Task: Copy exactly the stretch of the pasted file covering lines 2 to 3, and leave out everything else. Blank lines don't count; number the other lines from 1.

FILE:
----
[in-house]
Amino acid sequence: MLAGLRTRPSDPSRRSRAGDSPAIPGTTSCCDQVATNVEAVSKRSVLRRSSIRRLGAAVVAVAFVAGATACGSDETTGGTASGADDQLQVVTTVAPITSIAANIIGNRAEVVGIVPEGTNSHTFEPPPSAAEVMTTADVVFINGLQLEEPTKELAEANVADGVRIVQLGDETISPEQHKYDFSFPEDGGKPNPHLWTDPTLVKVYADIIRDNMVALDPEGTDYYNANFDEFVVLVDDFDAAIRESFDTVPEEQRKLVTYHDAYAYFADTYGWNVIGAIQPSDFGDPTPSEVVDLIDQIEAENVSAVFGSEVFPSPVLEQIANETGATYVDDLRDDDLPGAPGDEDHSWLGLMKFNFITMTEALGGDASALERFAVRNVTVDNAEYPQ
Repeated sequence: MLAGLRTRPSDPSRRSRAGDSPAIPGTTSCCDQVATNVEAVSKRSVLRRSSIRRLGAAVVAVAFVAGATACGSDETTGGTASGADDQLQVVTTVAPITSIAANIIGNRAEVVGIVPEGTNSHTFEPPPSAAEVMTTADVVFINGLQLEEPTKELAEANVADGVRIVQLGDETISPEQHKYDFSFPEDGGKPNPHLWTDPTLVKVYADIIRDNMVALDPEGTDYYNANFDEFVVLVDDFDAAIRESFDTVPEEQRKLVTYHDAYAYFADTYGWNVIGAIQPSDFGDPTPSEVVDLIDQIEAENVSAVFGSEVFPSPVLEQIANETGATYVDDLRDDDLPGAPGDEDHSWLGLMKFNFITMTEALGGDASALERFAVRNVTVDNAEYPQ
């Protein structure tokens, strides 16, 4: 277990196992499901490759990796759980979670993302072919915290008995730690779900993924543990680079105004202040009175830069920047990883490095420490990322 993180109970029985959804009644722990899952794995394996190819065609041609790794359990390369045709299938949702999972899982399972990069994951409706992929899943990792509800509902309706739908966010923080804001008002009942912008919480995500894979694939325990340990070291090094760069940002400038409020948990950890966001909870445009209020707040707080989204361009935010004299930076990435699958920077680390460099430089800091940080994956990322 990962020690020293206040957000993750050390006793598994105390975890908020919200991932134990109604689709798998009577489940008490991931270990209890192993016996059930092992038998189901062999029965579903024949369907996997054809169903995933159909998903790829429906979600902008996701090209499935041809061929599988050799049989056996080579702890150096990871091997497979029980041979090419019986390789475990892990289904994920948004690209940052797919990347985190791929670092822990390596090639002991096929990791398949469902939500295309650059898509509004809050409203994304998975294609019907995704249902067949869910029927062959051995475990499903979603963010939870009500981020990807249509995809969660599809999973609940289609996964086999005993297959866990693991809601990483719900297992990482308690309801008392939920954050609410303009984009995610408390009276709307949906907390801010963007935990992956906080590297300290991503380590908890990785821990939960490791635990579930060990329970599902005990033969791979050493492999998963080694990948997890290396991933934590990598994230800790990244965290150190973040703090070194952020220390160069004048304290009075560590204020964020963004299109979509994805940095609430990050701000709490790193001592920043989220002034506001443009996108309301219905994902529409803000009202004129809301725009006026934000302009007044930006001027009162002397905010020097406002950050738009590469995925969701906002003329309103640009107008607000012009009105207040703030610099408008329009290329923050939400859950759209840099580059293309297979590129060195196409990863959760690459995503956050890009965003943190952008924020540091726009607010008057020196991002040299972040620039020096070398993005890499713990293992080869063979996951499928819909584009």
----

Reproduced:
Amino acid sequence: MLAGLRTRPSDPSRRSRAGDSPAIPGTTSCCDQVATNVEAVSKRSVLRRSSIRRLGAAVVAVAFVAGATACGSDETTGGTASGADDQLQVVTTVAPITSIAANIIGNRAEVVGIVPEGTNSHTFEPPPSAAEVMTTADVVFINGLQLEEPTKELAEANVADGVRIVQLGDETISPEQHKYDFSFPEDGGKPNPHLWTDPTLVKVYADIIRDNMVALDPEGTDYYNANFDEFVVLVDDFDAAIRESFDTVPEEQRKLVTYHDAYAYFADTYGWNVIGAIQPSDFGDPTPSEVVDLIDQIEAENVSAVFGSEVFPSPVLEQIANETGATYVDDLRDDDLPGAPGDEDHSWLGLMKFNFITMTEALGGDASALERFAVRNVTVDNAEYPQ
Repeated sequence: MLAGLRTRPSDPSRRSRAGDSPAIPGTTSCCDQVATNVEAVSKRSVLRRSSIRRLGAAVVAVAFVAGATACGSDETTGGTASGADDQLQVVTTVAPITSIAANIIGNRAEVVGIVPEGTNSHTFEPPPSAAEVMTTADVVFINGLQLEEPTKELAEANVADGVRIVQLGDETISPEQHKYDFSFPEDGGKPNPHLWTDPTLVKVYADIIRDNMVALDPEGTDYYNANFDEFVVLVDDFDAAIRESFDTVPEEQRKLVTYHDAYAYFADTYGWNVIGAIQPSDFGDPTPSEVVDLIDQIEAENVSAVFGSEVFPSPVLEQIANETGATYVDDLRDDDLPGAPGDEDHSWLGLMKFNFITMTEALGGDASALERFAVRNVTVDNAEYPQ